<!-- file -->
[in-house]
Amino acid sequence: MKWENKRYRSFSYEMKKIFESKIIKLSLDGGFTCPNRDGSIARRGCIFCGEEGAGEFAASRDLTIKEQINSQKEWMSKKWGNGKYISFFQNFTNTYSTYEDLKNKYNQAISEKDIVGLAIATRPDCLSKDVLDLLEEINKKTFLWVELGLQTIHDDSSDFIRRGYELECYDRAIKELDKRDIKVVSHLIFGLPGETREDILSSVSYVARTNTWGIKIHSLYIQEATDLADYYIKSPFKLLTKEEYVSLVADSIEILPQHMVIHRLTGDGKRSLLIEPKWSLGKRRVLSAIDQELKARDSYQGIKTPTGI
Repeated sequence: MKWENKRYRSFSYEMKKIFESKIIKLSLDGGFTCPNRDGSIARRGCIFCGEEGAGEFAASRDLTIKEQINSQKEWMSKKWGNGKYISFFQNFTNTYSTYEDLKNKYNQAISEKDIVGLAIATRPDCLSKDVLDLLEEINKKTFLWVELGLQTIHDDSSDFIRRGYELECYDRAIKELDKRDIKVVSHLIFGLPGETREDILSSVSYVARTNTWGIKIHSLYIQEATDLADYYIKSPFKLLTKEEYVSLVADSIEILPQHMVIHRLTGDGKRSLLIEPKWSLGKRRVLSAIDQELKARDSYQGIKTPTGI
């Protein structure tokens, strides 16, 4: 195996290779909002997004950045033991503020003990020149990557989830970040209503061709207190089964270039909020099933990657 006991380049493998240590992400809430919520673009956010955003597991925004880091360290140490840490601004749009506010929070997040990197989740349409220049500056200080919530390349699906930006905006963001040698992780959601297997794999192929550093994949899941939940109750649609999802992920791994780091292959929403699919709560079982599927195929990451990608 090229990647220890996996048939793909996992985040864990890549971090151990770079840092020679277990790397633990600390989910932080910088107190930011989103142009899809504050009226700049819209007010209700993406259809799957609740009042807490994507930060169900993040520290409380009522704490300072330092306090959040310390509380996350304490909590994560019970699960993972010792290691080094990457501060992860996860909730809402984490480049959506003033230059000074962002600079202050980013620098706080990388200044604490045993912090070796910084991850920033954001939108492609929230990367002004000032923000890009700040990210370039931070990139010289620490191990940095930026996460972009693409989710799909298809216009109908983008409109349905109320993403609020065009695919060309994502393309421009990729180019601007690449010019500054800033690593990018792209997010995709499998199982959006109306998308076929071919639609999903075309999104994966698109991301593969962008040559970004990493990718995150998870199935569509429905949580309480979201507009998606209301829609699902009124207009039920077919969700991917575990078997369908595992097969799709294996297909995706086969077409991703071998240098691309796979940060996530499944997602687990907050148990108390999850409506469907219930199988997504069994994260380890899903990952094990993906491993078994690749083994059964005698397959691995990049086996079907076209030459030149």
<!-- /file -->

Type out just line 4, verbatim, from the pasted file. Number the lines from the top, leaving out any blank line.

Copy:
């Protein structure tokens, strides 16, 4: 195996290779909002997004950045033991503020003990020149990557989830970040209503061709207190089964270039909020099933990657 006991380049493998240590992400809430919520673009956010955003597991925004880091360290140490840490601004749009506010929070997040990197989740349409220049500056200080919530390349699906930006905006963001040698992780959601297997794999192929550093994949899941939940109750649609999802992920791994780091292959929403699919709560079982599927195929990451990608 090229990647220890996996048939793909996992985040864990890549971090151990770079840092020679277990790397633990600390989910932080910088107190930011989103142009899809504050009226700049819209007010209700993406259809799957609740009042807490994507930060169900993040520290409380009522704490300072330092306090959040310390509380996350304490909590994560019970699960993972010792290691080094990457501060992860996860909730809402984490480049959506003033230059000074962002600079202050980013620098706080990388200044604490045993912090070796910084991850920033954001939108492609929230990367002004000032923000890009700040990210370039931070990139010289620490191990940095930026996460972009693409989710799909298809216009109908983008409109349905109320993403609020065009695919060309994502393309421009990729180019601007690449010019500054800033690593990018792209997010995709499998199982959006109306998308076929071919639609999903075309999104994966698109991301593969962008040559970004990493990718995150998870199935569509429905949580309480979201507009998606209301829609699902009124207009039920077919969700991917575990078997369908595992097969799709294996297909995706086969077409991703071998240098691309796979940060996530499944997602687990907050148990108390999850409506469907219930199988997504069994994260380890899903990952094990993906491993078994690749083994059964005698397959691995990049086996079907076209030459030149």